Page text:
In the summer of 1985 European champions Juventus hosted the Algeria national team in a pre season friendly game where Belloumi shone enough for the Turin club to deem him as their heir apparent to Michel Platini who was coming to the end of his career. A bid was expected to come in for Belloumi at the end of the 85-86 season once Belloumi had hit 27 years old and also after competing in his first African Cup of Champions. The scene was set, Belloumi would lead his side to Continental glory before moving to Serie A to show the world exactly how good he really was.

In the first round GCM were drawn against Libyan champions Al Ittihad and what followed was a disgraceful show of thuggery by the Tripoli club.

A pulsating 4-3 victory by the Algerians was marred by what can only be described as a targeted destruction of Belloumi. They kicked lumps out of the midfielder after falling to a 4-0 deficit after the first leg. Time after time Belloumi was hacked down and it was enough to see them taken of their game. Eventually the pressure on Belloumi was enough that his leg was broken. GCM advanced to the next round, eventually losing to Congelese side AS Bilema in the quarter finals but it didn't matter their talisman was gone and so to was Belloumi's dream move to Serie A.

Eventually Belloumi would return from his injury and moved back to MC Oran and was still a force to be reckoned with in Algeria for a couple of years but his big chance had gone. He was about to hit 30 years old and none of the top sides were willing to take a chance on an aging foreigner with a major injury in his recent past.

Belloumi did appear at the 1986 world cup in Mexico but he came into the competition struggling with injury and had to make do with a place on the bench on their opening game against Northern Ireland. He managed to start two games against Brazil (lost 1-0) and Spain (lost 3-0) but there was nothing there. Fergani was basically retired by this point, Belloumi was a crock and Madjer could not do it all by himself and was often isolated up front. Algeria where heading home after gaining just one point ( a 1-1 draw with Northern Ireland) and entered another barren spell on the International stage.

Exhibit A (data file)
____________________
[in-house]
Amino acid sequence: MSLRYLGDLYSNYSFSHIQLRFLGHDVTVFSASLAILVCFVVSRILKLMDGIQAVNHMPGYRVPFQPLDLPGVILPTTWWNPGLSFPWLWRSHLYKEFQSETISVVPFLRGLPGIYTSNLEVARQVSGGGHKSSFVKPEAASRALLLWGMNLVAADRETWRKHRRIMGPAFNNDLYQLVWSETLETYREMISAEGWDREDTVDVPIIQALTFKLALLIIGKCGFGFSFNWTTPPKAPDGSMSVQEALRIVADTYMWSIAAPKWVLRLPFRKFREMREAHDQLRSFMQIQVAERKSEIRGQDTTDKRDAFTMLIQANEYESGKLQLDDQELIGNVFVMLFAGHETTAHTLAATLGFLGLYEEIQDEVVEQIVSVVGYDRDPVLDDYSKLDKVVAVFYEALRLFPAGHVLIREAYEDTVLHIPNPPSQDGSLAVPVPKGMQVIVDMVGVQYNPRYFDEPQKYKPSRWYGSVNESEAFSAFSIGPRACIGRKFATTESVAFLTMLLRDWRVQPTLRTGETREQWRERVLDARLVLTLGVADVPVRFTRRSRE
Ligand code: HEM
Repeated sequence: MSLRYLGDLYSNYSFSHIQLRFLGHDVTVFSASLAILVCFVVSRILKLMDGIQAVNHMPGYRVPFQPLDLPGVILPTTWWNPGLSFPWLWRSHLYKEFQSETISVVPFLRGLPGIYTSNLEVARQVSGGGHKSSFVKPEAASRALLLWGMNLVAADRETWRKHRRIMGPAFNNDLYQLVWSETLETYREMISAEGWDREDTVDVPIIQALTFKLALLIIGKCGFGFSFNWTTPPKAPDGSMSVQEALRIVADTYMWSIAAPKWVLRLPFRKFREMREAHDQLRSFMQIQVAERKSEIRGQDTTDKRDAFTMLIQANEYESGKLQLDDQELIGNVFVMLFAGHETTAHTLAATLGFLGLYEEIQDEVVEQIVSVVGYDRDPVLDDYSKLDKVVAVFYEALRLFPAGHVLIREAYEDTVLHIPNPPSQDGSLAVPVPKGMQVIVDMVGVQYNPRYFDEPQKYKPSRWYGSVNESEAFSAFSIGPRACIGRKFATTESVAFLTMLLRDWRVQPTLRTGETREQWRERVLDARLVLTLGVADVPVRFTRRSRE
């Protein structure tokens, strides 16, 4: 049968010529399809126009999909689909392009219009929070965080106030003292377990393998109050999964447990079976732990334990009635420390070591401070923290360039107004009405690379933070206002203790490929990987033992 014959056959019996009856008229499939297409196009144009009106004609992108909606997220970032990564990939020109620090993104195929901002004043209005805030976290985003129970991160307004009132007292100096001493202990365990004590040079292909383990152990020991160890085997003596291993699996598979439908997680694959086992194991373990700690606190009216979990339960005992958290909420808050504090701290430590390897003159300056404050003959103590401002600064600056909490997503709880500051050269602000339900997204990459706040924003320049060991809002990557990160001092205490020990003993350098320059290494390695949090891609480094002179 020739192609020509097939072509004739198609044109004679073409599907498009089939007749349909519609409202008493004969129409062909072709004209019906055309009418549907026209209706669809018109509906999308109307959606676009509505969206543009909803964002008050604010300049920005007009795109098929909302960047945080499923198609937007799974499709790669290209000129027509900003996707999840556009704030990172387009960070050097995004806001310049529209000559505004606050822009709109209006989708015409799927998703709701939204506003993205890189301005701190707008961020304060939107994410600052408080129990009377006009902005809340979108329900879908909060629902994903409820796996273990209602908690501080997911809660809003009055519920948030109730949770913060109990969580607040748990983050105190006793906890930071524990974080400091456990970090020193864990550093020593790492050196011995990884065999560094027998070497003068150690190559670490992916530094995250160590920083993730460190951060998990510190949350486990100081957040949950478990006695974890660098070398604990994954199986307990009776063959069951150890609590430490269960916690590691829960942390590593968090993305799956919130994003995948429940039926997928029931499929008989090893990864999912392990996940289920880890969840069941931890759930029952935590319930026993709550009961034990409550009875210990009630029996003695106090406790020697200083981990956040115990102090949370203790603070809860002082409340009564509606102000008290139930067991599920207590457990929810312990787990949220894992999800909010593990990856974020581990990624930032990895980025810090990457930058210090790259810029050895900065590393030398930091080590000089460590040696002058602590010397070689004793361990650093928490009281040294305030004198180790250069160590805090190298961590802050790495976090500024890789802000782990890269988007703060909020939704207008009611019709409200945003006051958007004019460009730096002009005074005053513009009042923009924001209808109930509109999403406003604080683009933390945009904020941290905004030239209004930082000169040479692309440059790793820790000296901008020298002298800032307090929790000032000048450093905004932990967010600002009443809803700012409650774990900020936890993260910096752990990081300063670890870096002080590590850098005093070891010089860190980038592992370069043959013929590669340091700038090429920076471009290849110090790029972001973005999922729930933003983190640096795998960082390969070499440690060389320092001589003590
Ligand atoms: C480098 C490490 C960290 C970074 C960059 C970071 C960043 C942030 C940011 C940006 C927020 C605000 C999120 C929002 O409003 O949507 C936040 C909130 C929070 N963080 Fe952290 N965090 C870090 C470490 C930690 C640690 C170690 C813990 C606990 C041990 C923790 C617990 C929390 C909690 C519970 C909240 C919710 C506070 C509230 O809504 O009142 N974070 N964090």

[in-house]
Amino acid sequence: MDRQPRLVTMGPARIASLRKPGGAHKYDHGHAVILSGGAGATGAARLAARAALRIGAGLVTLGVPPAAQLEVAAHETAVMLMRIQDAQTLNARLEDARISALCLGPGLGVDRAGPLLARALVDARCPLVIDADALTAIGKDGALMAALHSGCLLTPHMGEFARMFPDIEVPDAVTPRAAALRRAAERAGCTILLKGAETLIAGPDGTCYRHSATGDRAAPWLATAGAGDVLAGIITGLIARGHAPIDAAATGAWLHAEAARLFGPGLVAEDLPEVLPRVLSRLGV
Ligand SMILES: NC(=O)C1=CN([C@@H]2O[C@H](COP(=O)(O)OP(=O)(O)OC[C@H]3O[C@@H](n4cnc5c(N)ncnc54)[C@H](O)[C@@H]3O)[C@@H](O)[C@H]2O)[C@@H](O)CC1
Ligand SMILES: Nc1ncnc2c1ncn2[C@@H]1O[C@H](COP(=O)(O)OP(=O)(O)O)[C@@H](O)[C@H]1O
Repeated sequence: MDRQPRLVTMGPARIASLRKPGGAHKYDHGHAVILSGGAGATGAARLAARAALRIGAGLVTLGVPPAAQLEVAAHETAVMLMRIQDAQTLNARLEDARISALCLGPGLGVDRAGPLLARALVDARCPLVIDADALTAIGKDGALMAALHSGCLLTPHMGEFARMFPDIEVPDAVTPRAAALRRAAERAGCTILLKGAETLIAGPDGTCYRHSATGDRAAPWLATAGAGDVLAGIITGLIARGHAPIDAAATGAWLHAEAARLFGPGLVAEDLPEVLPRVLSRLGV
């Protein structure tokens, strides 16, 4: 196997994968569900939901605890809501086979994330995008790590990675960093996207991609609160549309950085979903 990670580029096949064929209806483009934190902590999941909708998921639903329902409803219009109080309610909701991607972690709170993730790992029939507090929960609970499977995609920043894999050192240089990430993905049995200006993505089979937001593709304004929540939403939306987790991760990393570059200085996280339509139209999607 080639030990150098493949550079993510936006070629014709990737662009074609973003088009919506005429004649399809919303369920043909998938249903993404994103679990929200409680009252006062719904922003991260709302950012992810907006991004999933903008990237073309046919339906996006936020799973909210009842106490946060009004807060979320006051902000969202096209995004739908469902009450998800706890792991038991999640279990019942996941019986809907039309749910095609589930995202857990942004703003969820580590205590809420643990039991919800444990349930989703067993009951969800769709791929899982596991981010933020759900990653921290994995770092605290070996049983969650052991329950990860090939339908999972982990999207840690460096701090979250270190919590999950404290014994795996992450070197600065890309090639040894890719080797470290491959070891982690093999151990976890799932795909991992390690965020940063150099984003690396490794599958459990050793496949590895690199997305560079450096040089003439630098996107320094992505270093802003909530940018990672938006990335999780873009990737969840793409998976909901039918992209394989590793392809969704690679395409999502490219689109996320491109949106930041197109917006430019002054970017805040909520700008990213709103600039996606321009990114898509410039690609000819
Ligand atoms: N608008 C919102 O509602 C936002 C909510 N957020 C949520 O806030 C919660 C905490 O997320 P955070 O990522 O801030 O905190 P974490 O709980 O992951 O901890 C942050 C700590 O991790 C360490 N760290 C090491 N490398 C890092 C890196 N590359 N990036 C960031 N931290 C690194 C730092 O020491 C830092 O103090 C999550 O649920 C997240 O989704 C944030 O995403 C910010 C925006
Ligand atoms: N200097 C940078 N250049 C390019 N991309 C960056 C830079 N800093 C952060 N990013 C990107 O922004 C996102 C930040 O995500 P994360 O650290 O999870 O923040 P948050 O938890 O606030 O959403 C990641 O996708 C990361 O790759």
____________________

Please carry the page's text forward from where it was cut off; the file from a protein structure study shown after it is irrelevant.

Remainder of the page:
Belloumi continued to ply is trade in Algeria bouncing around numerous sides and still shone in flashes but he was never the same player.

To this day Belloumi claims that he was upset that he never got his big move abroad but does not regret anything as he was still a superstar in his homeland. This may very well be true but it still must have hurt especially when watching his compatriot Madjer scoring a goal in Porto's European final victory over Bayern Munich in 1987.

The career of Lakhdar Belloumi was a tragedy, not for the player himself maybe, but for the millions of football fans who only got to see him shine briefly when by rights he should have had so much more.

January 24th, 2021, 9:32 AM

The Rosk
January 24th, 2021, 10:28 AM

If you have done a book of sorts, I’d happily buy it off you if it’s on a format that I can download easily.

January 24th, 2021, 10:41 AM
Same but a proper book :wave:

EDIT: Or an e-book if that was more cost-effective

January 25th, 2021, 4:11 PM
Excellent thread MMH but you've said West Germany were winners of the '82 world cup instead of finalists. Sorry to be that guy.

January 25th, 2021, 4:59 PM
Excellent thread MMH but you've said West Germany were winners of the '82 world cup instead of finalists. Sorry to be that guy.

Yeah that's why I gave up on the book! Maybe if I do resurrect it you can by my proof reader!

Romford Pele
January 26th, 2021, 4:21 AM
MMH this is really good, well done.

January 28th, 2021, 5:36 AM

MMH you might be interested in this

January 31st, 2021, 7:04 PM
I've not really got anything to add here but these are great - would definitely be a good idea for a book if you ever get chance to revisit it

I know the name Belloumi because of that world cup goal but knew nothing about the rest of his career - really interesting stuff, and shows how much football has changed